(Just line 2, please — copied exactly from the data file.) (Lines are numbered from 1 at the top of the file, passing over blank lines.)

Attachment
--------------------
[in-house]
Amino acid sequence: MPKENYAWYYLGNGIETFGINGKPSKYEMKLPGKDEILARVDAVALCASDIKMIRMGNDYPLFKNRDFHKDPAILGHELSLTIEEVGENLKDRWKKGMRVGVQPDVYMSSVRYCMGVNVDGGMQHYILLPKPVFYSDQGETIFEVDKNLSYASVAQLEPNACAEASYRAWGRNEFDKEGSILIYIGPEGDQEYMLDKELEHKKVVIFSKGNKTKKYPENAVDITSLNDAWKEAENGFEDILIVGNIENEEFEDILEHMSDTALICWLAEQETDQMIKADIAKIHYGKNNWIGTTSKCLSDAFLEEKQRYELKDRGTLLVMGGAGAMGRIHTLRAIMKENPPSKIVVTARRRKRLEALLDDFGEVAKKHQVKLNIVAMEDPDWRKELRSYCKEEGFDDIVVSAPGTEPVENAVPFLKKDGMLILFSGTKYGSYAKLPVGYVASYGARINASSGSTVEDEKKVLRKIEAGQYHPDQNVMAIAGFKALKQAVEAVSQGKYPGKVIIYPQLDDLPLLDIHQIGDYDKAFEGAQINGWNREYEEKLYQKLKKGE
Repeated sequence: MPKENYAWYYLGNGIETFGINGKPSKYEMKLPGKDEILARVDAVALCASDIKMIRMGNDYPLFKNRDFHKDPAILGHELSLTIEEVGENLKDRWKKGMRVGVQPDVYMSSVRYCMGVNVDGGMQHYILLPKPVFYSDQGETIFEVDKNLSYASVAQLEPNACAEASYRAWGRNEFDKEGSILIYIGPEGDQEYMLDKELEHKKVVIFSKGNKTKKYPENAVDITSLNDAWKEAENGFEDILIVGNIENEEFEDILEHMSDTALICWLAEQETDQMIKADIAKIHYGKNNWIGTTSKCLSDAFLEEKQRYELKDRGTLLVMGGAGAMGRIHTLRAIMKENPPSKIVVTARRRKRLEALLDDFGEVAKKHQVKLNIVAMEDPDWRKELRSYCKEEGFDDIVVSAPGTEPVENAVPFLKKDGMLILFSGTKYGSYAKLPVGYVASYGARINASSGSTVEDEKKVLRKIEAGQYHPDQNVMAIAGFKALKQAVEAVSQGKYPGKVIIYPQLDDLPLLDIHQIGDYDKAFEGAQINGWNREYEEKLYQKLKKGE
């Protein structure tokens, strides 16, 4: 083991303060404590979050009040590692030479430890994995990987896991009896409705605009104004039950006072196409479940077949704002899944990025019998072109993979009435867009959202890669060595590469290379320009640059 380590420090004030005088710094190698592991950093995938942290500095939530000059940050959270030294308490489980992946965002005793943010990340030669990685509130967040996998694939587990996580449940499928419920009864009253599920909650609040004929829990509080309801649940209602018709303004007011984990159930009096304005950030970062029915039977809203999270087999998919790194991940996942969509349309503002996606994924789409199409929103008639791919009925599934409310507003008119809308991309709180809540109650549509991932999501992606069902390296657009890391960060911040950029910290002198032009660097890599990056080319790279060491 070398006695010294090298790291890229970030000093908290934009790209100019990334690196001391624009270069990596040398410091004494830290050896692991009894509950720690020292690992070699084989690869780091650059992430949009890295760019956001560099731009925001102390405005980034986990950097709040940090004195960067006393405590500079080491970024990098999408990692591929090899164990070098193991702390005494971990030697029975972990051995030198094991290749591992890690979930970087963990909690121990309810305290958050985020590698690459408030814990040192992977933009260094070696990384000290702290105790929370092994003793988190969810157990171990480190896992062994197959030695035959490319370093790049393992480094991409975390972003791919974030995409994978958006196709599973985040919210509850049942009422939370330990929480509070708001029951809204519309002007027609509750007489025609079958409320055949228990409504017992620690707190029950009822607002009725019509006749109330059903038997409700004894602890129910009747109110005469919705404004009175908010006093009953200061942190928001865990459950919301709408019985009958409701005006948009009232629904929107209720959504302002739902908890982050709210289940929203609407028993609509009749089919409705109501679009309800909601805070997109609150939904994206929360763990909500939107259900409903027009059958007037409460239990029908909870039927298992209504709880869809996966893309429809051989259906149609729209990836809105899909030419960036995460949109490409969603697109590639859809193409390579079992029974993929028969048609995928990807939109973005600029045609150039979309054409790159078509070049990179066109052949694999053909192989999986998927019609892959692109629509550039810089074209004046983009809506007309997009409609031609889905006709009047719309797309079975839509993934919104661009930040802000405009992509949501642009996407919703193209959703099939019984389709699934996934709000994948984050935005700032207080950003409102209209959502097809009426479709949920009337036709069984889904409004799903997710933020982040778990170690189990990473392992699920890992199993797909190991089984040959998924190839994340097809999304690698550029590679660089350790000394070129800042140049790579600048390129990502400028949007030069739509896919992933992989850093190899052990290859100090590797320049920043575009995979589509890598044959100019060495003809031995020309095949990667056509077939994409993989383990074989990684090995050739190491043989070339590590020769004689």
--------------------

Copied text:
Amino acid sequence: MPKENYAWYYLGNGIETFGINGKPSKYEMKLPGKDEILARVDAVALCASDIKMIRMGNDYPLFKNRDFHKDPAILGHELSLTIEEVGENLKDRWKKGMRVGVQPDVYMSSVRYCMGVNVDGGMQHYILLPKPVFYSDQGETIFEVDKNLSYASVAQLEPNACAEASYRAWGRNEFDKEGSILIYIGPEGDQEYMLDKELEHKKVVIFSKGNKTKKYPENAVDITSLNDAWKEAENGFEDILIVGNIENEEFEDILEHMSDTALICWLAEQETDQMIKADIAKIHYGKNNWIGTTSKCLSDAFLEEKQRYELKDRGTLLVMGGAGAMGRIHTLRAIMKENPPSKIVVTARRRKRLEALLDDFGEVAKKHQVKLNIVAMEDPDWRKELRSYCKEEGFDDIVVSAPGTEPVENAVPFLKKDGMLILFSGTKYGSYAKLPVGYVASYGARINASSGSTVEDEKKVLRKIEAGQYHPDQNVMAIAGFKALKQAVEAVSQGKYPGKVIIYPQLDDLPLLDIHQIGDYDKAFEGAQINGWNREYEEKLYQKLKKGE